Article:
From Vol. 3, Issue 9, September 2021
Seeing virtue as the answer
“Virtue is the answer to just about any of our questions.”
Human imperfections are everywhere
Virtue is the answer to just about any of our questions. The steady cultivation of our character in the direction of virtue is more to the point. One of Marcus Aurelius’ favorite contemplations is the transitory nature of existence as it entwines with the faithful repetition of human foibles across epoch, culture, and locale. In other words, human imperfection is everywhere, all the time. A dispiriting conclusion; but it doesn’t have to be.
What is badness?
Marcus opens Book 7 of Meditations with the bald question and answer,
What is badness? It is that which thou hast often seen. - Marcus Aurelius, Meditations, 7.1
He is simultaneously reminding us of the pervasiveness of “badness,” its perniciousness, as well as its banality. That “badness” is commonplace might weaken some people’s resolve to do anything about it. When something is dull or the normal default setting, it can fail to invite attention or inspire the will to change.
However, Marcus prods us to wake up:
To recover thy life is in thy power. Look at things again as thou didst use to look at them; for in this consists the recovery of thy life. - Marcus Aurelius, Meditations, 7.2
Recovering is within our power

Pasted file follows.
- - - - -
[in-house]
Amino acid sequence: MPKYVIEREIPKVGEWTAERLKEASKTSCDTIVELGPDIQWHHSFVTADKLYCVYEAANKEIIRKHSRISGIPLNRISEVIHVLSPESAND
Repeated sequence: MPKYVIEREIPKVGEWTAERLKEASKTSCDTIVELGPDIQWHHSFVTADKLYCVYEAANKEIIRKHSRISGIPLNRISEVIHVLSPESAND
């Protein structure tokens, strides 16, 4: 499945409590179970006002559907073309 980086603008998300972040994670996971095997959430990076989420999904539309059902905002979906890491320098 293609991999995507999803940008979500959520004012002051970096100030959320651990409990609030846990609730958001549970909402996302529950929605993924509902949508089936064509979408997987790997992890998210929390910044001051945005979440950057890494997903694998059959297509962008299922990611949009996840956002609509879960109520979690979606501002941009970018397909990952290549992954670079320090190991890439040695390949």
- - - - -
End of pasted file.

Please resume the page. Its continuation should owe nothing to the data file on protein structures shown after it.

This is terrific news. To “recover” our lives, our character, our nature, however riddled we are with weakness and sundry character flaws, is actually within our power. Marcus reminds us that not only can we recover our lives, i.e., our dignity and a self-sufficient, even serenely elegant mind, but we shouldn’t waste any time, and get down to business doing so.
Where does this project of elevating our character begin? Like the great minister Harry Emerson Fosdick said in his 1943 book On Being a Real Person,
The beginning of worth-while living is….the confrontation with ourselves.
Pausing on a regular basis to face the self, i.e., “confronting” our souls is the essence of the Stoic enterprise.
Self-scrutiny with humility
This is where all of the Stoics chime in to enjoin us to begin this self-scrutiny now and with humility. Why humility? The culture in which we currently live, for example, does not promote humility as a starting point, but rather urges us to celebrate our selves, to listen to “our inner voices,” to proclaim “our own truths”. All of this is well and good, but it is wildly tilted toward self-concern to such a degree as to make us often unteachable, unable to grow in wisdom. The social and political commentator David Brooks advises us that “wisdom isn’t a body of information. It’s the moral quality of knowing what you don’t know and figuring out a way to handle your ignorance, uncertainty, and limitation”.
Beginning of true freedom
Stoicism tells us that the prize is eudaimonia, a kind of serene happiness that arises from being free inside. Humility is the launching pad for this inner freedom, because it unchains us from the need to prove we are superior all the time and instead directs our attention to the effort to amplify what is best in ourselves and to learn from our weak places so that we might overcome, however gradually, the “badness” of our natures.
This is the beginning of true freedom. Marcus is right. This freedom is worth the struggle.
Sharon Lebell is the author of The Art of Living: The Classic Manual on Virtue, Happiness, and Effectiveness, the first modern interpretation of Epictetus’ teachings. She Tweets@Sharon- Lebell.